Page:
We have tried to be as consistent as possible regarding how we use the International Phonetic Alphabet but a few irregularities may appear when we use or refer to other sources or miss an inconsistency in our own writing. The fact is, although the IPA was developed to be both as comprehensive and as purely descriptive as possible, there are some differences of opinion about how to use things, as well sometimes about how something is heard or said! Here a brief overview of some of the ways in which our use of the International Phonetic Alphabet and corresponding diacritics may differ from what you see elsewhere.
Length marks: vowels are often distinguished by how long they are in pronounciation, which is often connected to both tension and position in mouth. In IPA length is sometimes (largely by British speakers/linguists) identified with the help of a length diacritic that looks rather like a colon, as here: /iː/. Because our digital format make that more complicated than necessary, and in fact the existence of separate phonemic symbols is already a distinction — for example — between the short /ɪ/ and the long /i/, we have decided to do without those in this blog. Just be aware that other sources may look slightly different for that reason.
Vowel phonemes: as vowels are mostly relative, there is a variety of ways in which each one is pronounced, and indeed, as time goes on, pronunciation may change or even become more uniform, so that some sounds become less distinct. For example, the once clearer difference between the more British higher, tenser /e/ and the more American /ɛ/ is beginning to merge, so that this vowel is no longer a helpful marker of a speaker’s origins. This, together with the limited possibilities of regular keyboards, means that sometimes more than one symbol is used to represent a sound. Here are a few that look or sound similar. For our purposes, we chose the phonemes you see here on the right, but you might have seen the ones on the left elsewhere.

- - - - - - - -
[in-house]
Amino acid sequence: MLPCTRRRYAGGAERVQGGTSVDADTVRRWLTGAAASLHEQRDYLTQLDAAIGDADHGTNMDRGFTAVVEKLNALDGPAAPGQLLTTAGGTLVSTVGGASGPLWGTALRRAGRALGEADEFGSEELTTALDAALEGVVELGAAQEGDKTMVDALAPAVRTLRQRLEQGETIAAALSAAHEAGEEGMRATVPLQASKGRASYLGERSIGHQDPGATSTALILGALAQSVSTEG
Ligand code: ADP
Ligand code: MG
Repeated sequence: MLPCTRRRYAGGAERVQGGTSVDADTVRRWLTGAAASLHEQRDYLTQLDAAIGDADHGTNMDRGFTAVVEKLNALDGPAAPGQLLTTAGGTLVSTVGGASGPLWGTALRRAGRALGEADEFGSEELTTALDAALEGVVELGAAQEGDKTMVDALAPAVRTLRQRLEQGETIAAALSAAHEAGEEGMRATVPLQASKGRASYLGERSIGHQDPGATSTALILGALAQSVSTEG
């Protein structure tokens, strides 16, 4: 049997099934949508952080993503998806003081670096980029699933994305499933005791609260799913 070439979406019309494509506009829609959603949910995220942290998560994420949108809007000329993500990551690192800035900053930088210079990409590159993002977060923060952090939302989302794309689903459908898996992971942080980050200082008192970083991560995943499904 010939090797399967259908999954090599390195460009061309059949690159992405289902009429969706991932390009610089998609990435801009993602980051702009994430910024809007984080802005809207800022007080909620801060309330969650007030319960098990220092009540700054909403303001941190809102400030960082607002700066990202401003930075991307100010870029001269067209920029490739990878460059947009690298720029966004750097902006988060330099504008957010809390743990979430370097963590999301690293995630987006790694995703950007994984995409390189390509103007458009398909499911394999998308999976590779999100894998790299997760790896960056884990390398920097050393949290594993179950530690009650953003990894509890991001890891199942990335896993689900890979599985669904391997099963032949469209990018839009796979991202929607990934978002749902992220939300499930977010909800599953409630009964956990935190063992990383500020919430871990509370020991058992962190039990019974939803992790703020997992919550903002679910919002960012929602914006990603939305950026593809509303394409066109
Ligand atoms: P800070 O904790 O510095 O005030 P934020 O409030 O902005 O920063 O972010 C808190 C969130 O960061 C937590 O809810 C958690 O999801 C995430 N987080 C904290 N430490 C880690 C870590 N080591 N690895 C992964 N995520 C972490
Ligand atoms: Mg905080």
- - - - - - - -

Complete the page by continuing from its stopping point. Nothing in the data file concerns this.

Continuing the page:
Schwa: The distinction between /ə/ and /ʌ/ is not really noticeable for the most part. They are simply used to establish if the phoneme/ syllable is stressed or not, but the pronunciation is the same: try the classic word above, which contains both: /əbʌv/ . Many linguists and even some transcribers in fact employ only the phoneme /ə/ unless they are particularly interested in the use of stress in the recorded language. We have decided to use both due to the importance of rhythm and word stress to intelligibility.